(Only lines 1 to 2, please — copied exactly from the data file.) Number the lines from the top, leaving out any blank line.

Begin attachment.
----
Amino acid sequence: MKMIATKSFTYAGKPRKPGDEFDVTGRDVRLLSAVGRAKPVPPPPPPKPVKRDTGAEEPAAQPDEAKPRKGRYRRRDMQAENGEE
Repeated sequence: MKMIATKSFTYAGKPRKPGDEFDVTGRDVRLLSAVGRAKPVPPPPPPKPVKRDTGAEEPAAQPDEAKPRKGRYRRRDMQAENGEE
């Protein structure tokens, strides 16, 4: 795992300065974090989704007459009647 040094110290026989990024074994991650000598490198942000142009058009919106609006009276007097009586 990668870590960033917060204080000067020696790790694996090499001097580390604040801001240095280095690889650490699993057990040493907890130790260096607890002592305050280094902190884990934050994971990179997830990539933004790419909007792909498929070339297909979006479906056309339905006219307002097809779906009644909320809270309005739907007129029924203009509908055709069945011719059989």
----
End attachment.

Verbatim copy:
Amino acid sequence: MKMIATKSFTYAGKPRKPGDEFDVTGRDVRLLSAVGRAKPVPPPPPPKPVKRDTGAEEPAAQPDEAKPRKGRYRRRDMQAENGEE
Repeated sequence: MKMIATKSFTYAGKPRKPGDEFDVTGRDVRLLSAVGRAKPVPPPPPPKPVKRDTGAEEPAAQPDEAKPRKGRYRRRDMQAENGEE